Longtime Mission Street restaurant Foreign Cinema has paused its plans to build a wine bar in the vacant space next door. The decision comes after sudden pushback from the SF Planning Commission and vocal opposition from a neighborhood group called United to Save the Mission, which has characterized the 18-year-old restaurant’s expansion as gentrification.
Foreign Cinema announced its plans to merge the 5,633 square-foot space with their restaurant this spring, making use of what was most recently used by the Vida condo development as a sales center. Technically under the same roof, Foreign Cinema already pays rent on it and uses it for temporary storage.
The wine bar would be “an elegant expansion that can enhance the [wine] program that’s going on now,” Pirie told Eater SF in February. To use the space as part of their restaurant, Foreign Cinema sought a change of use permit to convert it from “non‐retail professional service” to “full‐service restaurant.”
But, just before yesterday’s planning commission hearing — which United to Save the Mission members had planned to attend to voice opposition — Foreign Cinema chef/owners Gayle Pirie and John Clark requested an indefinite continuance of their application hearing. They’ll reexamine their plans for the wine bar, discuss them with the planning department and established neighborhood advocacy groups like the Mission Economic Development Agency. After that, they’ll call for another hearing.
“For the past year that we’ve been working on this, planning has had no problem with our expansion,” Clark claims. That changed suddenly in October. “We don’t know what changed for them, they just told us that we were too big for the neighborhood.”
Then, on November 9th, the department wrote a recommendation against granting a conditional use authorization permit to the project, citing concerns that included its size. When combined with Foreign Cinema’s existing 12,563 square feet, the result would be a business greater than 6,000 square feet; local zoning limits put in place to deter big box retail stores limit non-residential use spaces to 6,000 feet.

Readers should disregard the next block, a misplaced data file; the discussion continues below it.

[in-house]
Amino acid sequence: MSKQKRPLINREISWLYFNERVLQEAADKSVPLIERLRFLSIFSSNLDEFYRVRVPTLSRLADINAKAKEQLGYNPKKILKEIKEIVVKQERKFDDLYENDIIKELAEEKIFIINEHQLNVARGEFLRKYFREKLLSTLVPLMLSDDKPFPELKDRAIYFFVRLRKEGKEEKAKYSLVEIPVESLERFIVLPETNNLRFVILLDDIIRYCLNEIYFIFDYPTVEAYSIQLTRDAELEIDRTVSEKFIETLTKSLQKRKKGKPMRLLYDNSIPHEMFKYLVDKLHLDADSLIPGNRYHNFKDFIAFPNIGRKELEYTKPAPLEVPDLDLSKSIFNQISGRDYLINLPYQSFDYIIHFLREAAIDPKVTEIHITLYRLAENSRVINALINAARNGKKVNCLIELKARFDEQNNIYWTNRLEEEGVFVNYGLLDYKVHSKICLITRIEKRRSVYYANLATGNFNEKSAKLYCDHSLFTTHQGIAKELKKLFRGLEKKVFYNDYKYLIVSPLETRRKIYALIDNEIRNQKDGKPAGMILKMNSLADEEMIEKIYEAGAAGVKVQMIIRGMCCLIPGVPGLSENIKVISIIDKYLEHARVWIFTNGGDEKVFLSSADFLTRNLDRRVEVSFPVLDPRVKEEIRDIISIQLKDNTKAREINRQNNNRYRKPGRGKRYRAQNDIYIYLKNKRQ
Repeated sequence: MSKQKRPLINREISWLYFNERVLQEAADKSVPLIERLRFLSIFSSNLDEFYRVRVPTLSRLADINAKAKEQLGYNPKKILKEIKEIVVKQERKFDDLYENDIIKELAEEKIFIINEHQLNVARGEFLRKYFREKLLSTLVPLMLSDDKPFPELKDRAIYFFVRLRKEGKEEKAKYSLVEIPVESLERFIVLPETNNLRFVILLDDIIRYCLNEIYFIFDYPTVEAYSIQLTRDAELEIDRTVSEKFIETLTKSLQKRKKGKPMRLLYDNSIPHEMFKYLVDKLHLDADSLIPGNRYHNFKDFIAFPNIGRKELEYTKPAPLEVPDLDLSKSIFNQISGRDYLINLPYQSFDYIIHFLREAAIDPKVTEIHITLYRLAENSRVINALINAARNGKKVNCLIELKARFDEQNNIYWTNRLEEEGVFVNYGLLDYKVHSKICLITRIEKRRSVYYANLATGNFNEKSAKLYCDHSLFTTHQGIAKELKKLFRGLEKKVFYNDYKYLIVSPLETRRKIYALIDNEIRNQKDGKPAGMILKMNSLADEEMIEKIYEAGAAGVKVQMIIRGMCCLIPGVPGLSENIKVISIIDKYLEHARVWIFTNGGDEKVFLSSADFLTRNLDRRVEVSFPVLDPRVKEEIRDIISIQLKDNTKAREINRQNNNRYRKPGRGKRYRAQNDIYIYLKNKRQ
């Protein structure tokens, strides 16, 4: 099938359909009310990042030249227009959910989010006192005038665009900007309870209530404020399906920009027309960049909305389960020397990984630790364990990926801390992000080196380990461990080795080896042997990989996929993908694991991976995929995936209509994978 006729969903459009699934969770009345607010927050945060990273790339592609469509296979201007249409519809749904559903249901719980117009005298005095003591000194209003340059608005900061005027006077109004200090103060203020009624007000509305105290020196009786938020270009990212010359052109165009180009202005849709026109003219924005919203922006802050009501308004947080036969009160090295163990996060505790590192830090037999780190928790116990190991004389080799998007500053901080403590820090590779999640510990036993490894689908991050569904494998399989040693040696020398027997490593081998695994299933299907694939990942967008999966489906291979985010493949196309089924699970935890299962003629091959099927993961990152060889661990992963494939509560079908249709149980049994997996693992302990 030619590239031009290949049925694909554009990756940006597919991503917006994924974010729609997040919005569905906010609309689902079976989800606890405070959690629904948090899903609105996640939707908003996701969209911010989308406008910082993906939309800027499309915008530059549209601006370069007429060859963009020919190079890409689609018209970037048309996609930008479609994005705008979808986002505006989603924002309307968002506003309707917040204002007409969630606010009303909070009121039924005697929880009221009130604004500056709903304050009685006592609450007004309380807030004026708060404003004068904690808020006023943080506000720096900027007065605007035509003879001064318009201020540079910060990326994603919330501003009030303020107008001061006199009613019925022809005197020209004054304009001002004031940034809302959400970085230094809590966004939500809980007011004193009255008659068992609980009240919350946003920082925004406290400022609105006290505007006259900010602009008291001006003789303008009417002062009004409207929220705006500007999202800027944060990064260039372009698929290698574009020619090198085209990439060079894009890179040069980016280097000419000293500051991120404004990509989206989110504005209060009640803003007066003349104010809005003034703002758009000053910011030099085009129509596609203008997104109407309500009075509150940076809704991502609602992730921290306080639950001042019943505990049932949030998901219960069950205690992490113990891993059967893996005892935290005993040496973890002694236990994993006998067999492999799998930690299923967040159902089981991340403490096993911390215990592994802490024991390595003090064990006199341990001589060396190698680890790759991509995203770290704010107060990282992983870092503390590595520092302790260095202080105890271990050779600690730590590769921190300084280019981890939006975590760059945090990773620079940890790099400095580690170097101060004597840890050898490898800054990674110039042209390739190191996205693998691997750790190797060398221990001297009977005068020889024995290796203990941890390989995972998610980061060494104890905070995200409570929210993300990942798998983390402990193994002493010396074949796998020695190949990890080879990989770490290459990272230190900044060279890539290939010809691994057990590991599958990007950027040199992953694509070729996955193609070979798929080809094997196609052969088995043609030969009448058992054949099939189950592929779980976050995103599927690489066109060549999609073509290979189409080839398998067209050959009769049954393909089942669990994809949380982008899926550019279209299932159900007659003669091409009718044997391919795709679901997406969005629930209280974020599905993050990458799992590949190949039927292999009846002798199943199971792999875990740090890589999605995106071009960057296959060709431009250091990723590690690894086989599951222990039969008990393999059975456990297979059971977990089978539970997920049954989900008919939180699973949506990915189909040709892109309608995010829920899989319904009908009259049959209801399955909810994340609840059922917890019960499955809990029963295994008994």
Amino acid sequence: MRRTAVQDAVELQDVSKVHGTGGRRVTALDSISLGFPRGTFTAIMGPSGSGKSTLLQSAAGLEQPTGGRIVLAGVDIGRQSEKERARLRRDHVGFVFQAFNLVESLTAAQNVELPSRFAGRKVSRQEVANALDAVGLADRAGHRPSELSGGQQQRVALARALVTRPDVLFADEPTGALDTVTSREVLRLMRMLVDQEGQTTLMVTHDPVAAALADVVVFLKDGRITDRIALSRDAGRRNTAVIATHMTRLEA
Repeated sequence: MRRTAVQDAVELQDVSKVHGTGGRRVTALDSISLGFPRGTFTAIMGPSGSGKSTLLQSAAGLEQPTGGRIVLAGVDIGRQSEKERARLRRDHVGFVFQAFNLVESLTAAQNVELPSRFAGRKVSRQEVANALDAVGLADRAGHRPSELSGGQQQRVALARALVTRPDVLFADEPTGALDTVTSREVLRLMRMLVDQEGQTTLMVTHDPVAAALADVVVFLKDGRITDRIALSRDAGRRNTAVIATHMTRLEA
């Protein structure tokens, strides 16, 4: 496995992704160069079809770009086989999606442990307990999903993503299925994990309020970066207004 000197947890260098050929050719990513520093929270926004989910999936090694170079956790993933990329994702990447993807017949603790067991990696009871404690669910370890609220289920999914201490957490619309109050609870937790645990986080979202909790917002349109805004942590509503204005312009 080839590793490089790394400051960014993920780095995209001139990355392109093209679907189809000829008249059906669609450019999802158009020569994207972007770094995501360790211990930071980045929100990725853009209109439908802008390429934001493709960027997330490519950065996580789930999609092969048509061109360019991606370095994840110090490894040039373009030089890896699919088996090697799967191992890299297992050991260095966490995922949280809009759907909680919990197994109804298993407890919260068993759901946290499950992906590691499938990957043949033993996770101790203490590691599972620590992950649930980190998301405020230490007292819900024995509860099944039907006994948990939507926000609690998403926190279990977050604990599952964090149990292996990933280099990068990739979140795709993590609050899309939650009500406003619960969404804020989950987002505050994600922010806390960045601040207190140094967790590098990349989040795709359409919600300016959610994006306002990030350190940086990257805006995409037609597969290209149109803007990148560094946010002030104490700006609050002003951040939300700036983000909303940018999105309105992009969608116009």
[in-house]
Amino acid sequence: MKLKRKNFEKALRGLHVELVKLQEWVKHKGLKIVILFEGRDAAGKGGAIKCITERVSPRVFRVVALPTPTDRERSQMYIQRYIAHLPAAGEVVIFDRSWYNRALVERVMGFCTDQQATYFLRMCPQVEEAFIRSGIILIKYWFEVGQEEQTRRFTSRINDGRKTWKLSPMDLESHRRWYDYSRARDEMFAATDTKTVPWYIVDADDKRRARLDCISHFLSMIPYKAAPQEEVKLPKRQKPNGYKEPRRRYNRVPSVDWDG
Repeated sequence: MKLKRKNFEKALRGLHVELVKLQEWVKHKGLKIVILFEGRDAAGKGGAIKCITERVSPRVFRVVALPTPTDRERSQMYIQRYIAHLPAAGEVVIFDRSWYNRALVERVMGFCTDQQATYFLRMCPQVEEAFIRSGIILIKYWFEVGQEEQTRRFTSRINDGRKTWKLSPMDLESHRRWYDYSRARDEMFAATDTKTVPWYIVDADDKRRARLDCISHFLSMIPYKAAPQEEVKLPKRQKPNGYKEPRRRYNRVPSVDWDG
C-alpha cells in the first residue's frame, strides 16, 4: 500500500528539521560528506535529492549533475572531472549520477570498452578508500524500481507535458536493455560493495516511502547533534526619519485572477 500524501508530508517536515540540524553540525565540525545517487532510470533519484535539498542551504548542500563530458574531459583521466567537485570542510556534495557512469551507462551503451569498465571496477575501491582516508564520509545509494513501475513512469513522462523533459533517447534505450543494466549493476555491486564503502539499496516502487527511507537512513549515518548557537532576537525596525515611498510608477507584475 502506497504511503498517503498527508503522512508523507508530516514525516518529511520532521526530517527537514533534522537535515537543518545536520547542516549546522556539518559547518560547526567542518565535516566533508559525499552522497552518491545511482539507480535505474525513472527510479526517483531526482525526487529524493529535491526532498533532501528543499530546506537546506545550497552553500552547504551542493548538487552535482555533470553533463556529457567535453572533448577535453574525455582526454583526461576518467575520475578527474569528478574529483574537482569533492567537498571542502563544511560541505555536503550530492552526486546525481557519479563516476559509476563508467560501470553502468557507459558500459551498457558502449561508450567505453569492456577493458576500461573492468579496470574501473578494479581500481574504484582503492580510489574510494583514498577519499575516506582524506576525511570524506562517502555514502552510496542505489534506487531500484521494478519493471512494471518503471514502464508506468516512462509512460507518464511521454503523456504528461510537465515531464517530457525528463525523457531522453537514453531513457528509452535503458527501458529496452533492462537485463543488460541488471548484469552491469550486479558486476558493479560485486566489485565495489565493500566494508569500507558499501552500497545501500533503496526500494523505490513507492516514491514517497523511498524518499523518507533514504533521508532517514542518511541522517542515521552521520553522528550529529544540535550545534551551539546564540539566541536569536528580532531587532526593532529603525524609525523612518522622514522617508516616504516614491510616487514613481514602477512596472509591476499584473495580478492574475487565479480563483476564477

Another concern of the committee, and perhaps more central: “The proposed expanded restaurant is not a neighborhood‐serving business,” as defined by the planning code. They wrote:
“[The] aforementioned use does not provide goods and/or services which are needed by residents and workers in the immediate neighborhood to satisfy basic personal and household needs on a frequent and recurring basis, and which if not available require trips outside of the neighborhood.”
Those are, roughly, the concerns of United to Save the Mission, an anti-gentrification Facebook group that has opposed the placement of bike sharing stations in the Mission. “Tell the Planning Commission: NO VALENCIA ON MISSION ST,” a representative from the group wrote on Facebook regarding the wine bar. “No allowing Foreign Cinema to convert the retail space next door into a wine bar! We need our retail space to continue to support our local community!”
In its planning application, Foreign Cinema included endorsements from the Human Rights Campaign, the Sisters of Perpetual Indulgence, Mission Graduates, Lyric‐Center for LGBTQ Youth, and Noe Valley Nursery School. “Foreign Cinema has, time and time again, proven to be a strong ally to the Mission Community,” wrote the director of Mission Graduates, a local education nonprofit. “As one of many community partners that Foreign cinema supports, we have seen first-hand the positive impact that the staff of Foreign Cinema have in our community, and would welcome any expansion of their service.”
By contrast, the planning commission references only one email of opposition to the project and one member of the public who addressed concern specific to the wine bar. But citing a general policy, the commission wrote that “one of the chief concerns of the community is the loss of neighborhood‐serving retail establishments to destination venues, and in particular those serving alcohol.”
“The biggest opposition is United to Save the Mission,” Clark says. “It’s a very tiny group of very vocal, very avid proponents of no change on Mission Street... I understand their perspective, but I think they’re mistaken on our project. It’s fascinating: In San Francisco, maybe in all the governments in America, the loudest voice gets attention, whether it’s a reasonable voice or not.”
Clark and Pirie will get through the busy holiday season and return to the wine bar project at a later date. “We’ve been in business for 18 years, we can weather some storms,” Clark says. “We’re an extremely stable element to the block.” They’re also one of its larger employers, with 135 staff members, more than half of whom live in the community. If they expand, they’ll hire more.